Thomas turns it around and shares lead at Medinah

Thomas turns it around and shares lead at Medinah

MEDINAH, Ill. — On the range, Justin Thomas had no idea where the ball was going. Some five hours later, he had a share of the course record at Medinah.

Ultimately, all that mattered Thursday in the BMW Championship was taking a good step toward an important goal. Thomas already is set for the Tour Championship next week and the chase for FedEx Cup and its $15 million prize. That’s not what interests him.

“I don’t give a crap about the money,” he said. “It’s about winning tournaments.”

He made his first birdie after hitting a tree on the fourth hole, leaving him a 5-iron he hit to 2 feet. His last birdie was a putt from about 60 feet on the fringe from the back of the 16th green. He did enough right in between for a 7-under 65 and a share of the lead with Jason Kokrak.

The others to post 65 at Medinah were Tiger Woods, Mike Weir and Skip Kendall at the PGA Championship in 1999 and 2006.

Woods won both those majors. Winning the second FedEx Cup playoff event might be a lot tougher.

One week after he withdrew with a mild oblique strain at Liberty National, Woods could only manage a 71 that felt feeble compared with everyone else. All but two players in the 69-man field were at par or better on a Medinah course that was soft from bursts of rain earlier in the week.

Woods is projected to need a top 10 this week to advance to East Lake, where he is defending champion. After one round, he was tied for 50th.

“It’s just not sharp,” Woods said. “I’m trying to make changes in my swing, and it’s just not quite there yet.”

The good news for Woods? He says he didn’t feel any tightness in his oblique.

“I just need to clean up my rounds and get going,” he said. “Seems like the whole field is under par.”

That starts with Thomas, who has not won since the World Golf Championship at Firestone a year ago. He wouldn’t have thought such an opportunity might exist the way he warmed up on the range Thursday morning.

“I probably would say that I had the worst warmup I’ve ever had in my life this morning,” he said.

The goal heading to the first tee was to find something that would allow him to get around without doing too much damage.

“I’ve had that happen plenty of times, just not quite that extreme,” Thomas said. “I’m usually pretty good at finding my way around a golf course and finding something, but definitely didn’t expect that today.”

Kokrak does have the Tour Championship on his mind. Along with a chase for the $15 million, just getting to East Lake includes an invitation to the Masters, and he’s never been. He played the par 5s in 5 under — including an eagle on No. 10 when he holed a 30-yard shot from the rough — and made only one bogey.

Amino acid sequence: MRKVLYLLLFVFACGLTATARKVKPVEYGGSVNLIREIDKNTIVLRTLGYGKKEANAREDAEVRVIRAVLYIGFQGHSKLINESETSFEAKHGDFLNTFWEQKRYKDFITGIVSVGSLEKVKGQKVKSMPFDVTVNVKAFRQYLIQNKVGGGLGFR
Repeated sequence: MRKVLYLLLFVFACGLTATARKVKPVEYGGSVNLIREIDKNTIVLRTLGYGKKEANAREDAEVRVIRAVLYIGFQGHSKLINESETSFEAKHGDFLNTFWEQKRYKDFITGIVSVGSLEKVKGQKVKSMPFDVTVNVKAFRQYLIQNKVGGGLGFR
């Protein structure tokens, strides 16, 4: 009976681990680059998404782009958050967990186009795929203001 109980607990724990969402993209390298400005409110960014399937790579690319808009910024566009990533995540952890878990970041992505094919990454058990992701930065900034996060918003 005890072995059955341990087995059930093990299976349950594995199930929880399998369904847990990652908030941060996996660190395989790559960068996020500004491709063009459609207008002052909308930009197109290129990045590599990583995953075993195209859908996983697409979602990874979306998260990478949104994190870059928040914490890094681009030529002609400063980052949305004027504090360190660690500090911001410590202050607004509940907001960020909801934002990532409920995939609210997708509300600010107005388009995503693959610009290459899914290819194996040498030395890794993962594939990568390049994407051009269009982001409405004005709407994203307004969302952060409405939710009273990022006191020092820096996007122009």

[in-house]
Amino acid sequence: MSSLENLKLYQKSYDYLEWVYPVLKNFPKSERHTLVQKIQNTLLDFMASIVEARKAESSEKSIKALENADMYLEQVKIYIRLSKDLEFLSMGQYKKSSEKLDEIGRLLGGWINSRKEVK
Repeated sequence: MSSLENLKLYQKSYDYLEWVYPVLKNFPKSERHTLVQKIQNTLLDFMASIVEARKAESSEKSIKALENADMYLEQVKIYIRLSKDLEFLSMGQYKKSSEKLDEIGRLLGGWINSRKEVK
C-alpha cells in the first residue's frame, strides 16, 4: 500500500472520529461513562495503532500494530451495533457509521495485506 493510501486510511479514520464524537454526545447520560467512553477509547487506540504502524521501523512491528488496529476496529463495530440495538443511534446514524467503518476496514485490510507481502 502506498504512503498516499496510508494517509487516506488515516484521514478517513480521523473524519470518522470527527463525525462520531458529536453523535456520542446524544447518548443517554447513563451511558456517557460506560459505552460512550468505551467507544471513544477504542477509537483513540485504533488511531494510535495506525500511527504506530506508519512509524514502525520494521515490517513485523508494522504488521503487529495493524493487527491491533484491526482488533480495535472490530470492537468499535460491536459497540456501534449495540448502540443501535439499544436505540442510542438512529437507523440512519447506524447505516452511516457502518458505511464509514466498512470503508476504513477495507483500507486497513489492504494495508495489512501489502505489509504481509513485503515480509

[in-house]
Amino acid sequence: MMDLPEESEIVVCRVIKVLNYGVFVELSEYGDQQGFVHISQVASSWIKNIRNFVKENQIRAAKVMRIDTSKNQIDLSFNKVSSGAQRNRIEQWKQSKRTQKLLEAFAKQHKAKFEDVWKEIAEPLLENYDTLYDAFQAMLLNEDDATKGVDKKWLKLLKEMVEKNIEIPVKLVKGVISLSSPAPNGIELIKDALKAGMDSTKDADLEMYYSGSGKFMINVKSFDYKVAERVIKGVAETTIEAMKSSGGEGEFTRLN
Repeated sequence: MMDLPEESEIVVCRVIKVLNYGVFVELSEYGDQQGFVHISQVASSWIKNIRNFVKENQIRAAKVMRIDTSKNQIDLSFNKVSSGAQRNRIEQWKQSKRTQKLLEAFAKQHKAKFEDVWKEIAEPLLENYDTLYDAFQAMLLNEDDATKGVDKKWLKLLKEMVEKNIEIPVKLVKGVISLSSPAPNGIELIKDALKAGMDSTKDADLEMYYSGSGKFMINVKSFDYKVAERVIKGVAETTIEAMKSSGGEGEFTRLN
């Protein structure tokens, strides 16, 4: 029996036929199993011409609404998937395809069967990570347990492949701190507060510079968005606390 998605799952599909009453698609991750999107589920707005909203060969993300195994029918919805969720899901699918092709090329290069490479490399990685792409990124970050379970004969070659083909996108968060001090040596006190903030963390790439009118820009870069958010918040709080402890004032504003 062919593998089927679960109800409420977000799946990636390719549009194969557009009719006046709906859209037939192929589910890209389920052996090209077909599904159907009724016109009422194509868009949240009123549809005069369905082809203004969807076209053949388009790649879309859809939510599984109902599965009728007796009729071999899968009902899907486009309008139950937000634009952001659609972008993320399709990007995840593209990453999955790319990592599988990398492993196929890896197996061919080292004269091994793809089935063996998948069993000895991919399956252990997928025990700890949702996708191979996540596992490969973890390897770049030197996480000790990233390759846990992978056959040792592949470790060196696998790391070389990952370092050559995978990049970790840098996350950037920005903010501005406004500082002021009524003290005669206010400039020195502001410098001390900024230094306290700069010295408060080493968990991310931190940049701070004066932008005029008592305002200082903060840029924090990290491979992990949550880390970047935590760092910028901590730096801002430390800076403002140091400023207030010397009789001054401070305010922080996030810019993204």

Kokrak, who has never won in 207 starts as a pro on the PGA Tour, is No. 32 in the FedEx Cup. The top 30 after this week advance to the Tour Championship, where there will be a staggered start based on par for the final event.

The leader will start at 10 under. The 30th player will start at even par.

The goal for Kokrak is to get there.

“I thought about doing some number-crunching and seeing what I had to finish, but I think putting myself in a good position to win a golf tournament is going to get the job done,” he said. “I don’t think I need to worry about where I need to finish in the tournament. I’d rather go out and try to win.”

They had a one-shot lead over 49-year-old Jim Furyk, a former FedEx Cup champion who hasn’t been back to East Lake in five years. Patrick Cantlay, Joel Dahmen, Lucas Glover and Brandt Snedeker also were at 66, while the large group at 67 included Adam Scott, Xander Schauffele and Collin Morikawa.

Dahmen and Morikawa have a different outlook.

Morikawa was finishing up at Cal just over two months ago and had limited time just to try to secure a PGA Tour card. He did that with a victory at the Barracuda Championship, and along with his runner-up finish in Minnesota, he comes into this week at No. 57 with an outside shot at the Tour Championship.

“It’s definitely a goal of mine now,” Morikawa said. “Just because I reached those goals for this summer doesn’t mean I’m going to stop here. I’m not satisfied with just ending my season here. Obviously, it’s very fun and I’m grateful to be here after the win. But it doesn’t stop here.”

Dahmen, a cancer survivor who reached the BMW Championship for the first time in his career, is No. 63 in the FedEx Cup and felt free.

“I am so far out of East Lake,” he said. “Actually, my wife asked me that earlier this week. I think it would be way harder if you’re in a spot where you have to finish like 30th to get into East Lake. You still have to grind it out every day to sneak into that number, and then you’re kind of looking at the number. Where for me to get in position to be at East Lake, I basically try to win the golf tournament.

“East Lake is obviously a goal, but I’m going to be so into the golf tournament and trying to win a golf tournament that East Lake would be a product of that for me.”

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